I am primarily interested in the dive watches they have been making since the 1960s. It is a classic underdog story. While big brands associated with dive watches, like Rolex and Omega, had been spending big on years of research and testing in 1964, a small team of expert Doxa watchmakers and divers like Claude Wesly, Jacques Cousteau’s chief diver, revolutionized the concept of the diving watch with the Doxa SUB 300. Doxa watches are most known for their signature patented decompression bezel and for being the first watch to have a bright orange dial. Not many people know they also developed the Helium Release Valve. The 1965 Doxa SUB300 HRV prototype watch is part of my collection and its a proof of that. A true pioneer.
The Doxa brand is surrounded with a lot of mystery and speculation because a lot of its history was lost in floods, mergers and take overs. Many of the things we know about these watches has been reconstructed from watches and stories that have surfaced over the years and the story is still being written. The next few years ahead can be promising, because some of the people who were involved in the creation of these fabulous divers are still alive and ready to tell their story.
Why is this particular Gold Doxa Sub 300 so special to you?
This watch is an intermediate model which they only produced for a very short period of time. In these days Doxa was at the forefront of dive watch development working in close cooperation with, among others, the Cousteau team. They had just started selling their first true divers watch, the SUB 300, and this new model allowed them to incorporate the HRV valve they had just developed, a mineral crystal, as well as a chronograph movement for the SUB 200 T-Graph.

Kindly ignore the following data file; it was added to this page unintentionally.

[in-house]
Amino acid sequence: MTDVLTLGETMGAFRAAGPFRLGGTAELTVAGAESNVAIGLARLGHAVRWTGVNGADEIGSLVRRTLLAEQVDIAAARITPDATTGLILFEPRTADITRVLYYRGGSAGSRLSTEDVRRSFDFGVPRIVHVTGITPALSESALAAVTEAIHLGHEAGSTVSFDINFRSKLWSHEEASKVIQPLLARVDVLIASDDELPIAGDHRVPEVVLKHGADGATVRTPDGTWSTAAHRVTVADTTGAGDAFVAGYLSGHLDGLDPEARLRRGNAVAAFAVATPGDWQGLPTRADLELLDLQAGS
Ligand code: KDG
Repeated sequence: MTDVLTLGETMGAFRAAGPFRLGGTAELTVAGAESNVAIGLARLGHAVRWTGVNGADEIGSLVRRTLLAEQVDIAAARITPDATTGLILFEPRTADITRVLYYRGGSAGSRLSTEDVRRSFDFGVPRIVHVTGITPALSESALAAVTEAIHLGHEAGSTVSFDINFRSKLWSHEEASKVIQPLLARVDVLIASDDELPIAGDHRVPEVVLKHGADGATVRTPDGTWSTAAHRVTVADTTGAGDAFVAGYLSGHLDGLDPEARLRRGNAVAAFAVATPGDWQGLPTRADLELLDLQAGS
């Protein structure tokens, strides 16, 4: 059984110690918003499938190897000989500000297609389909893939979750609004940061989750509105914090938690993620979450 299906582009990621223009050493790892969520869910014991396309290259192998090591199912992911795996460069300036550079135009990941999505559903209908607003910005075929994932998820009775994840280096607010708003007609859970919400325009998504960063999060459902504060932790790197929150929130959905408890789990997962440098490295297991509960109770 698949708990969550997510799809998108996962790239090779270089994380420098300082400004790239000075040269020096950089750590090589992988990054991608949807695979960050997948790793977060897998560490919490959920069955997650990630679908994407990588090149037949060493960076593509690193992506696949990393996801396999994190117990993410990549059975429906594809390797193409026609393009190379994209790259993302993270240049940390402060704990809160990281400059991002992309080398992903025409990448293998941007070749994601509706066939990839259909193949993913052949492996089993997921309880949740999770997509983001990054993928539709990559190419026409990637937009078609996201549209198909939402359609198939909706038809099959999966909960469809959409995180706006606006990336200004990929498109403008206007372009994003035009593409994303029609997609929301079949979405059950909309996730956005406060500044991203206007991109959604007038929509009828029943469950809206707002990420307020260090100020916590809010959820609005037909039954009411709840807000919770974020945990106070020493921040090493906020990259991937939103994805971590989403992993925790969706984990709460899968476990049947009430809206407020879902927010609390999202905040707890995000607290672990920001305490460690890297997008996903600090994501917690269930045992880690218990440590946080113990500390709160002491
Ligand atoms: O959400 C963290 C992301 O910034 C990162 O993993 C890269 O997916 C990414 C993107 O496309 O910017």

Extremely rare and game changing Doxa HRV prototype, the first watch to incorporate a Helium Valve (also property of Marco Their)
This golden Doxa Sub 300 prototype was clearly made for the US market in 1968, but it never left Switzerland. It was disregarded and spend its life in a drawer until I bought it a couple of years ago. Its development, in 1968, coincides with the 25th anniversary of Cousteau’s first Aqua-Lung from 1943. Jacques Cousteau, as many will know was the founder and president of U.S. Divers, worlds biggest manufacturer of dive equipment and US distributor for Doxa. To commemorate the first Aqua-Lung, they produced a limited edition of 100 gold plated Aqua-Lung regulators. We will never know why this watch never made it into production but is my belief it was conceived for the Aqua-Lung anniversary and is linked to the golden Royal Aqua-Master regulator.